By Lethbridge Herald on September 30, 2017.
A rookie’s guide
to exploring the famous Strip
City of Sin. City of Lights. Lost Wages. Whatever you call it, everyone it seems has vacationed in Las Vegas at least once in their lifetimes.
Being among those who hadn’t until three weeks ago, I had no real clue what to expect despite hearing many tales from regular visitors.
Las Vegas is a city people have to experience for themselves to truly understand and appreciate. And for those who have never been, I gladly provide a rookie’s guide to the city that never sleeps.
I was the lone Vegas virgin in our party of four but the other three hadn’t been there for decades so for all intents and purposes, our entire group were newbies.
Two lessons I learned from five nights in Las Vegas were:
1) Uber is cheap, easy to use and handy.
2) Nothing else is cheap.
Take the second point with an asterisk because hotel and air deals abound. But once inside a hotel, prepare to have deep pockets because even bottled water is expensive. And in the 100 F heat — damn hot in Celcius — you will go through a lot of water unless you prefer to buy two-for-$3 beers at liquor stores.
For alcohol users, I would strongly suggest buying at duty-free in Canada if you intend on imbibing a lot. Or failing that, buy from one of the pharmacies along the east side Las Vegas Boulevard. Yes, pharmacies where one can get medicated on multiple levels. A CVS pharmacy near Paris, the only one in the 2,000-store chain to sell booze, is a quick walking distance from many hotels. So is a Walgreens just north of Harrah’s on the the same side. Both carry a wide variety of beers, wines and liquors at reasonable prices.
Newbies will be surprised to see people walking down streets with booze in hand from beer cans to yardstick-long souvenir plastic margarita cups. It’s all part of the Strip experience. And those margaritas, along with daiquiris, are available at countless kiosks in hotels.
Our party stayed at the Flamingo, the oldest still operating hotel on the Las Vegas Strip. The hotel is a true classic, a combination of cool and convenience right in the heart of Las Vegas. Many rooms have been modernized with more to open in October. Ours was spacious, clean, comfortable and from its 23rd floor north-facing vantage point, had a superb view of the Linq promenade directly below and the Strip.
The promenade is a long paved street lined with restaurants and bars on both sides. At the far east end is a giant ferris wheel called the High Roller that takes an hour to do one loop over Las Vegas. Each car can hold numerous visitors.
Centrally located directly across from Caesar’s Palace, the Flamingo is situated in a perfect location for exploring the Strip. Toward the north is Linq, Harrah’s, The Venetian, Palazzo, and Wynn, the latter three high-end luxury hotels where cargo shorts and flip flops are as rare as Bentleys at a trailer park. Much farther north are Circus Circus, Palace Station and the Stratosphere.
Across from Wynn’s on the west side of the strip is Treasure Island, whose evening pyrotechnics we could see in the distance from our room. Walking south of Treasure Island, one comes across hotels such as the modern and sophisticated Mirage, the decadent Caesar’s Palace, Bellagio, the Cosmopolitan, ARIA, New York New York, Excalibur and farther south are Luxor and Mandalay Bay. Due west of New Nork New York is the new T-Mobile arena where the Las Vegas Knights will be playing their first NHL season. Adjacent to the rink is the Monte Carlo.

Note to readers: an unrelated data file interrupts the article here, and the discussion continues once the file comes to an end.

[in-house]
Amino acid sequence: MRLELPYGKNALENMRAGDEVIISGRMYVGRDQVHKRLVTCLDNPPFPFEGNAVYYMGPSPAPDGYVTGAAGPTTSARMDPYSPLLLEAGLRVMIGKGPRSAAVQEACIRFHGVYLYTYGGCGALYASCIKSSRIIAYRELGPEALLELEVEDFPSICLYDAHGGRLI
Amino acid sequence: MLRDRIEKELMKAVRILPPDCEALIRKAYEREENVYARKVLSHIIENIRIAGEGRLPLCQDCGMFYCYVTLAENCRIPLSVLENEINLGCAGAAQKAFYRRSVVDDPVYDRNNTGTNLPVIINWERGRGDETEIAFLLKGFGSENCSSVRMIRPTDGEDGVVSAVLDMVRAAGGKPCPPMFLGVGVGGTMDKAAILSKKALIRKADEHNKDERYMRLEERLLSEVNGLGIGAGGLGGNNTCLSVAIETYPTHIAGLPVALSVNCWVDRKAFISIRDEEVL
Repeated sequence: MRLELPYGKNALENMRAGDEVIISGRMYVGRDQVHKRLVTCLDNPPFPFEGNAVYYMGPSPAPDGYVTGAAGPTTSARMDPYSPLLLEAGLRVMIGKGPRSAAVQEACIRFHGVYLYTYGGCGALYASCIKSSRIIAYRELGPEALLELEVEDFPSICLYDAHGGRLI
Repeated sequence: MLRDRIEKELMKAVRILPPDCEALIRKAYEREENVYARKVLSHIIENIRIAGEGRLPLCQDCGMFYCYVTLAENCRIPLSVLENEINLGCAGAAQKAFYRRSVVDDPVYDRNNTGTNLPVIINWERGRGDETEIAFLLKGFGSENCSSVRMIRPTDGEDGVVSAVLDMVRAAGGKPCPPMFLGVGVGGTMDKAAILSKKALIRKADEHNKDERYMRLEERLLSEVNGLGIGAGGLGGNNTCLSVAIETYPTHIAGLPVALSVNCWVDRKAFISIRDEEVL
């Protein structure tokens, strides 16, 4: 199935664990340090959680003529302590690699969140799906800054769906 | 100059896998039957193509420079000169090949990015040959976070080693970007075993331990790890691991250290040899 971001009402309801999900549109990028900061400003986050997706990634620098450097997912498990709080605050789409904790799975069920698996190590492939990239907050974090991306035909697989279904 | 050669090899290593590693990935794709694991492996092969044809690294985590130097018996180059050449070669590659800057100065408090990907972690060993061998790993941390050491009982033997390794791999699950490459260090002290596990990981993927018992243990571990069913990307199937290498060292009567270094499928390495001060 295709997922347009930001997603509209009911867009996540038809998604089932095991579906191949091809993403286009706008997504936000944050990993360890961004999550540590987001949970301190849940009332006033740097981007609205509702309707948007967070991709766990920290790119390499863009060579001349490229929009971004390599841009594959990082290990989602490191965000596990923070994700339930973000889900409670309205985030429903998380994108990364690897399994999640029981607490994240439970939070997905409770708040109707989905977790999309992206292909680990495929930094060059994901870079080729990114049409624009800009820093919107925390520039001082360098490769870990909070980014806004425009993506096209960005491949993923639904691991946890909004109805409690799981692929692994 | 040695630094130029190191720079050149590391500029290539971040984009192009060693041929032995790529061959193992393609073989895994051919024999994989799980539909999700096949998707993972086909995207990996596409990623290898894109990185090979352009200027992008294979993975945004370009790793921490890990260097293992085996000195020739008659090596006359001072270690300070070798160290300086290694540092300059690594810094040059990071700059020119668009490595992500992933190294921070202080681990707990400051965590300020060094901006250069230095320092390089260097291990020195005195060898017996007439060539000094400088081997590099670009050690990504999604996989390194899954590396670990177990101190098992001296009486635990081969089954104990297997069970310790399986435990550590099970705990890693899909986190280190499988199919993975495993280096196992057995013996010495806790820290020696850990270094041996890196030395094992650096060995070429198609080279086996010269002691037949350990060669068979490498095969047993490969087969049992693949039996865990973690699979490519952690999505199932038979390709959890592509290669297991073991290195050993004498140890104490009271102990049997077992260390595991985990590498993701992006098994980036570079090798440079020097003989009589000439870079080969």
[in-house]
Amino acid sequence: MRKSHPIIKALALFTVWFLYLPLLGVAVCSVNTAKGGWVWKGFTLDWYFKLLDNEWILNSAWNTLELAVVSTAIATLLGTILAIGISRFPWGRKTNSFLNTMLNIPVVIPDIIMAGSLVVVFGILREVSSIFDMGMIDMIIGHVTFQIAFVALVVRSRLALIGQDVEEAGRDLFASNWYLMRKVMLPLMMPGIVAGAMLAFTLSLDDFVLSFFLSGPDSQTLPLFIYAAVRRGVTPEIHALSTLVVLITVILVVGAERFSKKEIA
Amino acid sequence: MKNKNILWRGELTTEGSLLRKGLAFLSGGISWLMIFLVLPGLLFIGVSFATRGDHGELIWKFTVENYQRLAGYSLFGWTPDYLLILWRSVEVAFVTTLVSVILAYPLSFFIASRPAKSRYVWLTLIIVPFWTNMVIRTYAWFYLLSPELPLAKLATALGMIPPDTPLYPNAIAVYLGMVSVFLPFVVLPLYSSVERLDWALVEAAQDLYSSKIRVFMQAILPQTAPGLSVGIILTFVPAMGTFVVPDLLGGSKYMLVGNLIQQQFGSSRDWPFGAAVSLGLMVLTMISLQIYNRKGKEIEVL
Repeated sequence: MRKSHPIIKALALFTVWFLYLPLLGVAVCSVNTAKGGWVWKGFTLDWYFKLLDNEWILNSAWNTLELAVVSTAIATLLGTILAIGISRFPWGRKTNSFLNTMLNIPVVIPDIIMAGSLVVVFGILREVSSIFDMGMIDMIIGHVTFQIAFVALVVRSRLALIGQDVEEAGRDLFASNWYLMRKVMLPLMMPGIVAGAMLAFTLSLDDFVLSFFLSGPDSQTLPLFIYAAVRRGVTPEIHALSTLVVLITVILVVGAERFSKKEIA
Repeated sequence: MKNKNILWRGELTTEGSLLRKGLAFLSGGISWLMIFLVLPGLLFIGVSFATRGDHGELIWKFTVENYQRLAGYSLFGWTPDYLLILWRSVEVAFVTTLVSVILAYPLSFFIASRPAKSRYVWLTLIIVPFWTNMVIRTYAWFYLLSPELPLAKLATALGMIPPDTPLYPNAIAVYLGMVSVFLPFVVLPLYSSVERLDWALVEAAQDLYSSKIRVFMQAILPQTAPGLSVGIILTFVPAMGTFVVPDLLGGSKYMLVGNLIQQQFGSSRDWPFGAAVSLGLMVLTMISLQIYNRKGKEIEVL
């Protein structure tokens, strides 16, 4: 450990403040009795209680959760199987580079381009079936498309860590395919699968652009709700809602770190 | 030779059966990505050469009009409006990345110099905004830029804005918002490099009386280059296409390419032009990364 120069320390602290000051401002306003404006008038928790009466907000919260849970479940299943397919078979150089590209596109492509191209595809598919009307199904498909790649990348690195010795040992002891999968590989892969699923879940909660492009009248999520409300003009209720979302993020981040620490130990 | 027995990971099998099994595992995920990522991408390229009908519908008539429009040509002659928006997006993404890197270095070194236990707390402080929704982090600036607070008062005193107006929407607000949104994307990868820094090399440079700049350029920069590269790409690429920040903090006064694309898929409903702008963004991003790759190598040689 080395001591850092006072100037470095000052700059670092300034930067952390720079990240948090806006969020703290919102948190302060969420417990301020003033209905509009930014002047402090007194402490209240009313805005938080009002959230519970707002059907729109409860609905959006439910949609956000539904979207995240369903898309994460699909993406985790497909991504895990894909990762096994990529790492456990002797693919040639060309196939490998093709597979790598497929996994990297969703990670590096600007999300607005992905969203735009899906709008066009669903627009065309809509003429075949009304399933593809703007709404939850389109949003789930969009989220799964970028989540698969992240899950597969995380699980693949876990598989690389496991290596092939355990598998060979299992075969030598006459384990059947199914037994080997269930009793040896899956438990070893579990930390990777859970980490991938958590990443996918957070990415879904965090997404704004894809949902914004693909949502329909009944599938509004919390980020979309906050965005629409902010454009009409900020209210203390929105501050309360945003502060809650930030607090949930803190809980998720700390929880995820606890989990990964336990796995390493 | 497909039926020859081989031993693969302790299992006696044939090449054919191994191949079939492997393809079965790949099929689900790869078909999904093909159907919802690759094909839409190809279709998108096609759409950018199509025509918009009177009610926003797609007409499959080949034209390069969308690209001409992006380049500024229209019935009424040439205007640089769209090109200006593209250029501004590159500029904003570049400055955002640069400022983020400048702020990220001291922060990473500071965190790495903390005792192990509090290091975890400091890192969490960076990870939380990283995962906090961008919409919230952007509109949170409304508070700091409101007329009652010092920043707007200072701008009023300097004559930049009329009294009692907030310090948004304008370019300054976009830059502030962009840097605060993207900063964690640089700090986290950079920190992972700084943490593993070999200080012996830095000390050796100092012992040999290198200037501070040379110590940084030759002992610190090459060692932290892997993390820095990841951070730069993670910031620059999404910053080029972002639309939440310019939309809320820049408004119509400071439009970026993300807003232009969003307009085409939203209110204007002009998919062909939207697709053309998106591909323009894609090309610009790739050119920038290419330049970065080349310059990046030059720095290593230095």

South of the Flamingo on the east side of the Strip is the upscale Cromwell hotel. After crossing a walkway, one will come across Bally’s, Paris, Planet Hollywood, the MGM Grand and the Tropicana in between various stores including the must-see M and M shop and a mall called the Miracle Mile where sales staff at various kiosks can be extremely smooth.
In fact, at an electronics kiosk called The Source, I was talked by a salesman into purchasing a charging case for my iPhone.
The guy’s pitch was so good I almost didn’t feel the pressure but the product seemed like a good idea, a case that charges the phone instead of carrying a cord and battery pack. After 10 minutes I walked away with my wallet $216 lighter and worrying if I’d been scammed.
That worry worsened when I saw online reviews about a similar kiosk in a nearby hotel but three weeks later, the charging case has turned into an absolute blessing.
That type of sales pitch is prevalent on the Strip where tourists will be handed numerous cards for drinks or hassled to buy tickets for shows.
Several booths offer day-of discounts and we landed four for the “Raiding the Rock Vault” show at Hard Rock Hotel for $50 each, a price well worth paying for this fantastic tribute show featuring the likes of Robin MacAuley, who in the ’80s fronted the MacAuley Schenker Band, one of my favourite metal outfits.
Raiding the Rock Vault honours the biggest acts in rock music whose hits impacted fans in the 1970s and ’80s using a rotating cast.
The cast members not only honour the bands whose work they perform, but also the musicianship, artistry and songwriting of rock.
The cast on our night also included the sensational Paul Shortino of Quiet Riot and other bands on vocals, the gifted Andrew Freeman of Offspring and Lynch Mob — George Lynch’s crew being another of my faves — on vocals and guitars, keyboardist Michael T. Ross of Hardline and Lita Ford — ditto those — guitarist Howard Leese of Heart and drummer Jay Schellen of Hurricane — ditto again. And others whose names I momentarily forgot since there is a rotating cast and it’s easy to get caught up in the moment.